October 27, 2022
This week, an eight-year-old boy is hoping to become the youngest climber to summit El Capitan, one of the most famous rock formations in the Sierra Nevada and located within Yosemite National Park in California. It’s widely regarded as a challenge only intended for experienced climbers, reports Good Morning America.
Sam Baker, who has been training about three times a week for the difficult climb, already has started scaling the steep vertical rock face with his dad, Joe Baker.
The elder Baker told Good Morning America his son has been rock climbing nearly his entire life, since the age of two. The father-son duo, who have been training for the past two years, plan to ascend more than 3,000 feet of granite together, aided by a team and anchors and ropes.
Sam isn’t the only young person to tackle El Cap, as it’s informally known. Selah Schneiter was only ten when she made history as the youngest climber to reach the top of El Capitan in June 2019.
Climbing El Capitan is a serious undertaking and one full of dangers and risks, leading some to question if the activity is even suitable or safe for young people in the first place. The National Park Service notes that, on average, there are 100 accidents related to climbing in Yosemite National Park every year—and climbers in the past have been critically injured or died from injuries sustained while climbing at Yosemite.
Emily Harrington, a professional rock climber, has been climbing for the last 26 years and has free-climbed El Capitan twice.
“There are various ways to get to the top of El Cap,” Harrington told GMA. “The most common and the most often [used] one is called aid climbing, which is when you use ropes and protection. You’re actually using those things in order to aid your ascent up the wall, and that’s been done by probably thousands of people.”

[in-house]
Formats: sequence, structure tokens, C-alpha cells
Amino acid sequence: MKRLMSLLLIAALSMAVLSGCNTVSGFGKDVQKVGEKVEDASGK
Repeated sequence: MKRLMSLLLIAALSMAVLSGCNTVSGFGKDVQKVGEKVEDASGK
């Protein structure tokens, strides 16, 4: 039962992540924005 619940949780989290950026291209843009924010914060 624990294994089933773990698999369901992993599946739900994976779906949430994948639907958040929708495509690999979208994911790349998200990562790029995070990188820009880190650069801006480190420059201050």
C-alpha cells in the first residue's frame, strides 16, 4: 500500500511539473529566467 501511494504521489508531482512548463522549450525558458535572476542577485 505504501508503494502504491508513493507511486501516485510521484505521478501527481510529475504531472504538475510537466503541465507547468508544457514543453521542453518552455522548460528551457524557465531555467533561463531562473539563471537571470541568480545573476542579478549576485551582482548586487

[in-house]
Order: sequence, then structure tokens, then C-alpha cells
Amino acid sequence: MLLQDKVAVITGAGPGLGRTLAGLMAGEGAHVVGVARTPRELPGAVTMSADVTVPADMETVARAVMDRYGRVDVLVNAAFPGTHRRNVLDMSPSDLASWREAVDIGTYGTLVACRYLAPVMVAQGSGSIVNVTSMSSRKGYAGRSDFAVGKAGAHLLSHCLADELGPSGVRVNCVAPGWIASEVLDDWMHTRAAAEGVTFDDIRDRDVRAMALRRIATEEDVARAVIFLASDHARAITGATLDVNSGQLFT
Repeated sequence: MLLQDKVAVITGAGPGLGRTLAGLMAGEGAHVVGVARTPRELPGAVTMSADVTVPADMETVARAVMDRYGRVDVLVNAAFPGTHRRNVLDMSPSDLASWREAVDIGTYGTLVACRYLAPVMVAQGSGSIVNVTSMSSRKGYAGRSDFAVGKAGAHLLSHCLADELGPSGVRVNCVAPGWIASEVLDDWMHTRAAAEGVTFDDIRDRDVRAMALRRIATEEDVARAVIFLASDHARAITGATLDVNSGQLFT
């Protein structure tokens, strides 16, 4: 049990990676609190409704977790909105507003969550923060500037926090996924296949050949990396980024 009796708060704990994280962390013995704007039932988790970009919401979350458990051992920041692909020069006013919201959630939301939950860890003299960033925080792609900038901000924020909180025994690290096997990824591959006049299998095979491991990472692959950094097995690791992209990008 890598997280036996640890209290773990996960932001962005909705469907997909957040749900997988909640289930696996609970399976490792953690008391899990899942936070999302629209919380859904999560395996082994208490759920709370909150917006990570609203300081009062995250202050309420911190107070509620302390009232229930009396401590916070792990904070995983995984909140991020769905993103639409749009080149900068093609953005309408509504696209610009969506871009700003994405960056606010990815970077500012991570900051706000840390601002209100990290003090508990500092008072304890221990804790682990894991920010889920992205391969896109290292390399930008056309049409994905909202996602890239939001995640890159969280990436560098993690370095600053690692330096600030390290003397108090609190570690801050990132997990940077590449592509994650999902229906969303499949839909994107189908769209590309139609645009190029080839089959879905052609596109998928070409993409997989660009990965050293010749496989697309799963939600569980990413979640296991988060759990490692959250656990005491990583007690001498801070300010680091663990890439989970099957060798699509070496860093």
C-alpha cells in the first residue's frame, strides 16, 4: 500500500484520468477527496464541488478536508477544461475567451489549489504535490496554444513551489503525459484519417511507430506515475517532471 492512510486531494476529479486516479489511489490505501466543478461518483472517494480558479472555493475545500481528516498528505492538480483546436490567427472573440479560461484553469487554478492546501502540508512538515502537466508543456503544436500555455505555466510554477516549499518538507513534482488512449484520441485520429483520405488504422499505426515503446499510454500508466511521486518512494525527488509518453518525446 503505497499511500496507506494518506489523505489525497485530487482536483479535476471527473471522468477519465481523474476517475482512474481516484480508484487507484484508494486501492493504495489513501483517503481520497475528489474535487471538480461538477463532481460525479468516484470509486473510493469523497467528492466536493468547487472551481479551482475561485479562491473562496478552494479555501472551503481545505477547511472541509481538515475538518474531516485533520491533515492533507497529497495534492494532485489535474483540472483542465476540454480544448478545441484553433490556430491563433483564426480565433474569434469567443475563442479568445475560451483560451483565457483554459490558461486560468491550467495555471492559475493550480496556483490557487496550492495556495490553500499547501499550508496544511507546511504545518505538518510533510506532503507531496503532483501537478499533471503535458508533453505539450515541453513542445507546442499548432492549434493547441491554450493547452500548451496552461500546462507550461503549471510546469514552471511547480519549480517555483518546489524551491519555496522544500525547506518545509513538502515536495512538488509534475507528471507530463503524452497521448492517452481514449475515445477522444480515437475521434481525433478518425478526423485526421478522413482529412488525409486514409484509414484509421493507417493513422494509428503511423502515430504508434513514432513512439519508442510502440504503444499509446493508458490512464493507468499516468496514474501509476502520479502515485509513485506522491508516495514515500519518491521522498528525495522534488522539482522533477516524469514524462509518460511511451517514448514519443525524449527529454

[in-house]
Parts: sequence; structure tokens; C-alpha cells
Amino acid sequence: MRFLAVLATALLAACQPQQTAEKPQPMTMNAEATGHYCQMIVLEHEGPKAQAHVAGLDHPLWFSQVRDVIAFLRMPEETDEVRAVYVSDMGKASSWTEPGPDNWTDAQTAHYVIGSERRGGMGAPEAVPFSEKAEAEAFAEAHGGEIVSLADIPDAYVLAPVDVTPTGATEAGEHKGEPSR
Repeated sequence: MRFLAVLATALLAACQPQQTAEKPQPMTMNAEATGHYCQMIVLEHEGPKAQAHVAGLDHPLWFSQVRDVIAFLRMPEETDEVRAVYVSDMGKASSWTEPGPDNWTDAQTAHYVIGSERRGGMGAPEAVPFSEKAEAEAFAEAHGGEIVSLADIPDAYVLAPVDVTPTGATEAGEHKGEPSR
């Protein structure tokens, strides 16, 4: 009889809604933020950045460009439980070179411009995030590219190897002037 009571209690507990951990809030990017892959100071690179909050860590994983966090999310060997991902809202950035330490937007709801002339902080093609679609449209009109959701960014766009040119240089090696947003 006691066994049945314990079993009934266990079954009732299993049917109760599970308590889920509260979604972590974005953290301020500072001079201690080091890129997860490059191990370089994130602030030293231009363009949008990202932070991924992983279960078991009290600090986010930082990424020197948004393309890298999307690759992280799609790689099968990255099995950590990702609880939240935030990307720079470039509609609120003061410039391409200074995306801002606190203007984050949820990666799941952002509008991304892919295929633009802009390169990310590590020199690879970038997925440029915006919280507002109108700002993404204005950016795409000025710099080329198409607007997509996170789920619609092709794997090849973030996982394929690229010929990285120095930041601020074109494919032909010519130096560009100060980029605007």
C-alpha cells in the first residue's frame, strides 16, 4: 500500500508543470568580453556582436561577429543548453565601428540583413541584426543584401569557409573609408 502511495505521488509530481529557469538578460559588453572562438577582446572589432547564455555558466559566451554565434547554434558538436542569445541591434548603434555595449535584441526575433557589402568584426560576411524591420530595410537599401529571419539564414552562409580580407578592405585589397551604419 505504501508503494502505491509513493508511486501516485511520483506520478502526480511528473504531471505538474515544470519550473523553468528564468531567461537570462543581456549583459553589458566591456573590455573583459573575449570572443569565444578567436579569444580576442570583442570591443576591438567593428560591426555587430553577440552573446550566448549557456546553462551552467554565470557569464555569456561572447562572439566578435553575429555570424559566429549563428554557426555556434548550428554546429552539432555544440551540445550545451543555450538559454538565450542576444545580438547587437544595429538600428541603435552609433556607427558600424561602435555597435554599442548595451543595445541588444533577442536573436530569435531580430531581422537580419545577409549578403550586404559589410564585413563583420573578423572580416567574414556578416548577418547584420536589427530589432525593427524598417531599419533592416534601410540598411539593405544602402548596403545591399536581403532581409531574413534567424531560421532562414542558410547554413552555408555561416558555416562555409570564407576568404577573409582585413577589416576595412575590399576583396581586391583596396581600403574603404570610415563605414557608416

When it comes to Sam’s climb up El Capitan, Harrington said she didn’t see it as an excessively risky venture. “From my understanding, the way in which this kid and his father climbing El Cap, they’re aid climbing, so they’re essentially using the protection in order to ascend the wall, which is actually quite safe,” the 36-year-old athlete said.
“When I first heard about it, I was just like, ‘Oh, that’s a cool adventure for a kid to have with his father provided his motivation is there,'” she continued. “If he’s stoked to be up there and have an adventure with his dad, I see no [issue] with it at all in terms of safety and risk. It’s not a dangerous form of climbing.”
As for aid climbing El Capitan specifically, she said she likened it to “a mountaineering adventure or a vertical camping adventure.”
“The level of risk that you take on is very dependent on the style in which you choose to climb, so you can kind of make it as safe or as not safe as you want it to be, based on how you choose to climb it,” Harrington said. “But … it’s a 3,200-foot-tall cliff, so it’s a wonderful adventure, no matter how you do it.”
Joe Baker told Good Morning America that, after their first day on El Cap, he and his son were enjoying their adventure so far. “We’re having fun. This is the first night; then, we’ll have two nights after this. And then we’ll have one night on the summit. Our big days are coming,” Baker said.
Research contact: @GMA